Everything But The "W"

Notre Dame didn't win over all Saturday night -- but with its performance on football's biggest regular season stage, it might have earned something much more difficult to attain.

Sunday morning Oct. 19 brought rare commonality among Notre Dame fans, a group usually predisposed to disparate views of following an Irish football Saturday.

The wake of a 31-27 defeat in Tallahassee elicited visceral reactions, ranging from disappointment, to frustration, to resentment -- the opportunity lost weighed heavily.

Notre Dame went toe-to-toe with the defending national champion Florida State Seminoles. They out-gained a team that has won 23 consecutive contests by nearly 150 yards on its home turf. They out-rushed them by more than 100. They led or tied for more than 52 of the game's 60 pulse-pounding minutes, and, for a fleeting moment, had done enough to win.

The victory, ephemeral as it was exhilarating, was short-lived.

A penalty flag took back Notre Dame's would-be game-winner. It took somewhere between two weeks and two months of ensuing celebrations with it.

It didn't, however, take away the harsh reality the rest of the college football world will be forced to deal with for, at minimum, the next 15 months:

Notre Dame is back among the elite. They can beat anyone in college football 2014 and will be equipped to do the same next fall. More so.

Today, Sunday Oct. 19, the Irish rank among the six, or seven, or eight best teams in America. And it doesn't appear the top dog is markedly better than the eighth, or perhaps ninth or tenth from that subset. Whomever is No. 1, they're not a tier above Notre Dame.

Long Time Coming

More than five incoming classes of South Bend freshmen have cheered for a program either mired in mediocrity or on the outside looking in for the duration of their stays under the Dome. The current crop, fueled by ahead-of-schedule underclassmen and a top tier program-building head coach, is instead on the cusp.

For a moment Saturday night, it appeared perched atop the college football world.

"I don't know exactly if I can give you a word to describe the feeling," said Joe Schmidt, the usually garrulous senior linebacker who struggled for fitting phrases post-game. "This is a very tough loss. Florida State is a great team. I think they played a great game today. I think we played very well, we just have to do a little bit more."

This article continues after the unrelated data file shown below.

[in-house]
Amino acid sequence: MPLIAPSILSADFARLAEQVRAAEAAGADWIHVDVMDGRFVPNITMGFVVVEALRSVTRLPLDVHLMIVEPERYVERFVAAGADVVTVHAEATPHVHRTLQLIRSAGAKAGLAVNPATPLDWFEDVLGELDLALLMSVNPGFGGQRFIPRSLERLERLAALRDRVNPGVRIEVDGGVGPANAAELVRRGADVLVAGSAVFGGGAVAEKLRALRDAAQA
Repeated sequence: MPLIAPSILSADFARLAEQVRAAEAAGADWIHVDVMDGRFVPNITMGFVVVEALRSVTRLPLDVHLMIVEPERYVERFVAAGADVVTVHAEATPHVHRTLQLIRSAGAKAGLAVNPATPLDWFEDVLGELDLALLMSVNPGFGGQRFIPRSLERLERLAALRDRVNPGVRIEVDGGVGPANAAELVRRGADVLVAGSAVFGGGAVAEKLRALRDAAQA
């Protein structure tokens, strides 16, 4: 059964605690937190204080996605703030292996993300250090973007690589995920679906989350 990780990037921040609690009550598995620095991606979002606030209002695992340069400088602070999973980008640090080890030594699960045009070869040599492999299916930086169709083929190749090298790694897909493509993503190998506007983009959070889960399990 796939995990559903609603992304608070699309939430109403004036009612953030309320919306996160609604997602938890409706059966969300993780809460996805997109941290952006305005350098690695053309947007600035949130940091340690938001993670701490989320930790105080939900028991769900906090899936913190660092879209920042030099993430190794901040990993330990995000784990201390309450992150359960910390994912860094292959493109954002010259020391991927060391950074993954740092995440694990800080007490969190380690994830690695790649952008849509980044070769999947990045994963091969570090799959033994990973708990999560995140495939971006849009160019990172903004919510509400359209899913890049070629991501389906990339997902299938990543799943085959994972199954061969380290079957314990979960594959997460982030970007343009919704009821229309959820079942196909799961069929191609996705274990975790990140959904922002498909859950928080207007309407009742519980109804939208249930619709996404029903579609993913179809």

It was the team's mantra -- "We needed to make one more play" -- following a victory quest hat came up one play short, courtesy a pass-interference call on someone, be it C.J. Prosise or Will Fuller. Both appeared to technically interfere or intentionally impeded the progress of Seminoles defensive backs on Notre Dame's penultimate play, a 2-yard touchdown throw to a wide open Corey Robinson.

It appeared neither had to do so -- Robinson won off the line and no Florida State defender was likely to stop him from crossing the goal for the third time Saturday night, this time on a perfectly placed out-route from quarterback Everett Golson.

Yellow flags make the above observation moot. Notre Dame lost. It won't be ranked among the nation's top four in any of the myriad irrelevant polls that dot the changing football landscape tonight or tomorrow.

It might when the newly-formed Selection Committee gathers for its final evaluation of an arduous journey at season's end.

If deemed worth, it's going to be a difficult team to beat in the first-ever FBS playoffs. To do so, an opponent will have to kill them, and not in the "42-14 Take That" manner in which all-timer Alabama previously punished the program with championship impunity.

No, to kill this squad you need a great player that plays great when it matters most. That was Florida State quarterback Jameis Winston Saturday night in the second half. The reigning Heisman Trophy winner is less controversial than he is merely vilified these days.

But Winston's on-field excellence cannot be denied.

Nor, realistically, can Notre Dame's ascent. They're among the nation's best teams and programs at present. If they earn a shot at playing for the game's biggest prize, they'll play well enough to again elicit a surge of pride from their desperate fan base, just as they did last night.

They're not perfect or close to it, but they're far better than expected. As good as anyone out there, it would appear.

They played like champions against champions in a game that could go down as the best, most competitive, and most compelling college football contest of the 2014 season.

"They're the defending champions. They all have rings for a reason," said Schmidt of the Winston-fueled Seminoles. "They know how to play."

So too do the Irish. On that Irish fans should finally, universally agree.

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